Syncing files between multiple computers in different locations has been a difficult task. Syncing software will often end up creating duplicates of files because it can't determine which file should take precedence over the others. It also might not delete files in other locations if you delete them in one place, and therefore it isn't "true sync." This is why the concept of the "cloud" took over, and it has solved many of these file dilemmas.
Microsoft's OneDrive is a free cloud option for Windows users, and it comes with your Microsoft account. Files stored in OneDrive can be accessed from anywhere, and it doesn't cause the mess of dupliate files that syncing creates. This is because your files are stored in one central location (OneDrive), and they're not stored on each individual computer. This means you're just working on one file that's stored in the cloud.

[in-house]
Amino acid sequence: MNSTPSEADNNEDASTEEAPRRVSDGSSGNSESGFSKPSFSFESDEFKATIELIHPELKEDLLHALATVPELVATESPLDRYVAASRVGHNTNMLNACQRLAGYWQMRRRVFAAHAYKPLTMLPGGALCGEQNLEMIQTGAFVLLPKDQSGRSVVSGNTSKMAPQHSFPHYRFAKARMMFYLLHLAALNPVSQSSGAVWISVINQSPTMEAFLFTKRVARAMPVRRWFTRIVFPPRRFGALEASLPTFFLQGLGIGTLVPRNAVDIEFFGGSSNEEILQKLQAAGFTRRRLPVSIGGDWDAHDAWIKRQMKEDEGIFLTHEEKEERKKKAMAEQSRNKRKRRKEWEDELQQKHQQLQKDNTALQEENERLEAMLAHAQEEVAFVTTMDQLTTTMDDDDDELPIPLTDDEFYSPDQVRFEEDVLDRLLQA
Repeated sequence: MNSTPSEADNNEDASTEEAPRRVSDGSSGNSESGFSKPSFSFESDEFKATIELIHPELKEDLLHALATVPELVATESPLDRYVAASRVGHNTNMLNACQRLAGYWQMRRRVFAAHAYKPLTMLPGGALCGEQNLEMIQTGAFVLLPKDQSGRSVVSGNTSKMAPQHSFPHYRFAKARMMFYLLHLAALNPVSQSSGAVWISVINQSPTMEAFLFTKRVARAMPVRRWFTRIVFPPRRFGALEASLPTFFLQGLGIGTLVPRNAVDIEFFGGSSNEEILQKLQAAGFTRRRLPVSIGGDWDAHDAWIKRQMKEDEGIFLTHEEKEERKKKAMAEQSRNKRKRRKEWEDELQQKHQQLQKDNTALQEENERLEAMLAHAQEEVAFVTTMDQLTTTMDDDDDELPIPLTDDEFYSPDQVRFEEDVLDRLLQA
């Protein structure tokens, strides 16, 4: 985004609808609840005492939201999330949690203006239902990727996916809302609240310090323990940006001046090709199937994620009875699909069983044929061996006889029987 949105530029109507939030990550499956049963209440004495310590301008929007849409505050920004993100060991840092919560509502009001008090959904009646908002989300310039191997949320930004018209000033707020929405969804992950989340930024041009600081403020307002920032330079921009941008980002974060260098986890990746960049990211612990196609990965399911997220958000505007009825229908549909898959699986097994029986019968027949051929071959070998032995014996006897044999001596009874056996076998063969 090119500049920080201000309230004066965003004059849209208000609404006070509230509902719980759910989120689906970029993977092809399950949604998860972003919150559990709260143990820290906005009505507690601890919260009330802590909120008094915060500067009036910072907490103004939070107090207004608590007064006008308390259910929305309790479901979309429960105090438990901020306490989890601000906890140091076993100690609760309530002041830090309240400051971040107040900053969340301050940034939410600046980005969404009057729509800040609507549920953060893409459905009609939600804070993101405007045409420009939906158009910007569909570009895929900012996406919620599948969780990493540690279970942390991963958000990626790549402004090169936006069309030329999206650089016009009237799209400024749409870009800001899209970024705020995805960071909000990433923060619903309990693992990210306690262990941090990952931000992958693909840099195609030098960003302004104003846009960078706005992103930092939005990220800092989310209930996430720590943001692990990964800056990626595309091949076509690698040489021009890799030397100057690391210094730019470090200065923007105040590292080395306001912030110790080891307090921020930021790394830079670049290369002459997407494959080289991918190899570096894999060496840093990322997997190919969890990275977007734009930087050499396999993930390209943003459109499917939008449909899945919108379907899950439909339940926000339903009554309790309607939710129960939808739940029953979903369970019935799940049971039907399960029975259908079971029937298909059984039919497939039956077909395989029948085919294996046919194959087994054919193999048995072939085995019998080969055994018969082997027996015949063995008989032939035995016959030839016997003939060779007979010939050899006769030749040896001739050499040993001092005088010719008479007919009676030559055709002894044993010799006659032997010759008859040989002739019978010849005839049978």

You can move files from your computer into OneDrive for your own use, or save your work to OneDrive automatically. In fact, on most PCs, OneDrive is the recommended location that appears when saving Microsoft Office files. Devices that have cameras such as phones or tablets can also be set to automatically upload photos to OneDrive for backup.
Once your files are in OneDrive, you can retrieve them from any device through a browser, or by using one of the mobile apps for Android, iOS, or Windows Phone. If you know you're going somewhere without internet access, you can make files accessible offline on your PC. This can be done on an individual file basis, or you can choose to make all files accessible offline in the OneDrive app or right from File Explorer.
Microsoft gives you 15 GB of free OneDrive space, with the option to purchase more if you need it. To find out more about OneDrive and sign up for a free account, go to onedrive.live.com.. For additional information and step-by-step instructions on using Microsoft OneDrive, check out the tutorial at windows.microsoft.com